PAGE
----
This has been an anxious summer for the National Republican Senatorial Committee (NRSC). Two scandals, two investigations, and one key retirement means that the GOP climb back to the top has become much steeper. Presently, Democrats are nursing a slim one-seat Senate majority; and in 2008, the electoral landscape looks a bit better for Democrats than Republicans. (The GOP needs to defend 22 seats, while Democrats need to protect 12.)
Before the summer, the only announced retirement was that of Sen. Wayne Allard (R-CO). However, last week, Sen. John Warner (R-VA) announced his retirement. Both open Senate seats are highly competitive, meaning that there is a reasonable possibility that the seats could be captured by Democrats. In Colorado, the favorite is Rep. Mark Udall (D-CO) and he may be challenged by former Rep. Bob Schaffer (R-CO). In Virginia, a highly contested GOP primary is anticipated, pitting moderate Rep. Tom Davis (R-VA) against conservative former Gov. Jim Gilmore (R-VA). The likely Democratic nominee would be former Gov. Mark Warner (D-VA). Former Gov. Warner would be the favorite in the general election.
Sen. Warner’s retirement puts a spotlight on the electoral plans of two of his contemporaries, Sens. Ted Stevens (R-AK) and Pete Domenici (R-NM). Both are highly respected veteran legislators who are under investigation. There is considerable speculation that they may retire. Depending on candidate selection, open seats in Alaska and New Mexico can be competitive.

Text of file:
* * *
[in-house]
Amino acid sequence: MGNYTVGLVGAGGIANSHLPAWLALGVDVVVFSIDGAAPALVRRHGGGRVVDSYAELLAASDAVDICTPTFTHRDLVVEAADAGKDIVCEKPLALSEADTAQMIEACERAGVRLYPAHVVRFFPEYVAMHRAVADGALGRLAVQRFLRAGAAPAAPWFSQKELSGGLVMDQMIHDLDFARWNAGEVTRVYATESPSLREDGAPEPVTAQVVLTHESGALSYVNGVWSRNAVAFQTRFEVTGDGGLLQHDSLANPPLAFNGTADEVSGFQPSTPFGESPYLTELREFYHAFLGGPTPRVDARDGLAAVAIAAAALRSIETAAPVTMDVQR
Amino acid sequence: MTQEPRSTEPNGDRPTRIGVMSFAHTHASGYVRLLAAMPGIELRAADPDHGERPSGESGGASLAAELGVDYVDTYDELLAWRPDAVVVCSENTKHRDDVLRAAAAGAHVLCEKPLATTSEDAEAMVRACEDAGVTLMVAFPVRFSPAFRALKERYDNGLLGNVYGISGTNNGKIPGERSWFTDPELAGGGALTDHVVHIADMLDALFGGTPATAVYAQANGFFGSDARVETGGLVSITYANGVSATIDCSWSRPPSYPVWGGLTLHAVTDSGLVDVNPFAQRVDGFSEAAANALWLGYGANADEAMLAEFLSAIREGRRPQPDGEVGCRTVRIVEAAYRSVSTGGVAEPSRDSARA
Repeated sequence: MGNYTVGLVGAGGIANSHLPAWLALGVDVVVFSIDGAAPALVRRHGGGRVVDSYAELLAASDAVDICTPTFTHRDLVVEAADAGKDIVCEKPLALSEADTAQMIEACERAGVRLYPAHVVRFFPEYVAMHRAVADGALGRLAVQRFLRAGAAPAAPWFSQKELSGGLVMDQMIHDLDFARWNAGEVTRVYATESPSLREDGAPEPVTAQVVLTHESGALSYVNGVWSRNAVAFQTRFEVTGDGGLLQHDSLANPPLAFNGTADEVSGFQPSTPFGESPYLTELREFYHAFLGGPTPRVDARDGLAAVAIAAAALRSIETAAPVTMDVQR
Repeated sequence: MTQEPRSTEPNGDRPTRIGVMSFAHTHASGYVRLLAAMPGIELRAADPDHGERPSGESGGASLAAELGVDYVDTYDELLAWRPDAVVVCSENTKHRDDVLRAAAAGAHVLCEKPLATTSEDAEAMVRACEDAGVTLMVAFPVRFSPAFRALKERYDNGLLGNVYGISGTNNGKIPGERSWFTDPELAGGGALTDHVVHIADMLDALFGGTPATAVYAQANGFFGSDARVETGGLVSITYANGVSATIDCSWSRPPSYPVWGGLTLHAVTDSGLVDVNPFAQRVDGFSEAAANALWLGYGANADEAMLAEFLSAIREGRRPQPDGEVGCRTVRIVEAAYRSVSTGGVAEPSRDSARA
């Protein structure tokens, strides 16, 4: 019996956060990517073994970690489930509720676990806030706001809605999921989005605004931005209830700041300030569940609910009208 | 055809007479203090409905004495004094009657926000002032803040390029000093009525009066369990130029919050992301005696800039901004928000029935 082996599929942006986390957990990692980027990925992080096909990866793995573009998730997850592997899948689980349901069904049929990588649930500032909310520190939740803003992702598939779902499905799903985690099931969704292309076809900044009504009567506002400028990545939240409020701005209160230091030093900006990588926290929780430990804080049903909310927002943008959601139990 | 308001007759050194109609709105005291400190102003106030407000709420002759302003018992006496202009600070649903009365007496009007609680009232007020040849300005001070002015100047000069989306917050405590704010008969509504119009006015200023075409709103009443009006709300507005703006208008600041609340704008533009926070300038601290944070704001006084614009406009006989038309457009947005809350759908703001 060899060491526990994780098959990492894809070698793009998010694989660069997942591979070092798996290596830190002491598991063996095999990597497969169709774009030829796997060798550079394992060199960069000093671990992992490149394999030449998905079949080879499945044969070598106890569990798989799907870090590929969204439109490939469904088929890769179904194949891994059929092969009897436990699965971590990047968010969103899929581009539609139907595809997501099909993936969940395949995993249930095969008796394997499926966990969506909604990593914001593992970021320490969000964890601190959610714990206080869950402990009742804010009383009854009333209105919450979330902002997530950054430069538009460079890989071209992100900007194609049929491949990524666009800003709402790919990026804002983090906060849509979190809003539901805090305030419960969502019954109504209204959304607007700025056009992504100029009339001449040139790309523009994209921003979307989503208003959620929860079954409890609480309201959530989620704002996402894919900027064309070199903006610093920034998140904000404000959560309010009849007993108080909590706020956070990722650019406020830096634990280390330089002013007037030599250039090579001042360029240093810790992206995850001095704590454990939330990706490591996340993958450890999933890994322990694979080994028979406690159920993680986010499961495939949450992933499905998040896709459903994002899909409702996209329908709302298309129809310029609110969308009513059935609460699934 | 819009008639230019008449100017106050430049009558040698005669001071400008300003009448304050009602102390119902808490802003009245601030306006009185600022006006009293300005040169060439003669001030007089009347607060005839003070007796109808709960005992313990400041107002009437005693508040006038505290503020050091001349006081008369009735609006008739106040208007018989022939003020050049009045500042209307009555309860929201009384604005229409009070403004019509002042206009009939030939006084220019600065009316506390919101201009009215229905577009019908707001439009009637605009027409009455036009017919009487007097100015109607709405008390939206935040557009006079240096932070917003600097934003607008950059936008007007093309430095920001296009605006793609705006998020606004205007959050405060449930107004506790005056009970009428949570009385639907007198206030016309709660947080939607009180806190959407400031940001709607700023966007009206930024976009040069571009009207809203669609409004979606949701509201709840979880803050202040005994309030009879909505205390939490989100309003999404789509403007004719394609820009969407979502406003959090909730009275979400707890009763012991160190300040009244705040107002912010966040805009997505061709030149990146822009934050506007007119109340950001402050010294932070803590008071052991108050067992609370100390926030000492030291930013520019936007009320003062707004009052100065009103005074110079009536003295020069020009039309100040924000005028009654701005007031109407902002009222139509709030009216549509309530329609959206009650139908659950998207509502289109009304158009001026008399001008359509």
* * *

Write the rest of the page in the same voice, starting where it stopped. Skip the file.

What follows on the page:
Also during the summer, Sen. David Vitter (R-LA) admitted that he procured “escort services” during his tenure in the House of Representatives. More recently, Sen. Larry Craig (R-ID) pled guilty to a charge relating to his activities in the men’s room at Minneapolis International Airport, forcing his resignation from the Senate. While Vitter is not up for election in 2008 and Idaho is a safe GOP state, the bad publicity is a distraction and undercuts the GOP’s national campaign messaging. In addition, it can depress electoral turnout among voters who believe that “moral issues” are pivotal in elections.
Related Link: Craig Tells Senate Leader of Plans to Fight Charge, Finish Term
Sen. Larry E. Craig (R-Idaho) told a Republican leader today that he would finish out his term if he is able to overturn his guilty plea to a disorderly conduct charge in the next three weeks. (Washington Post)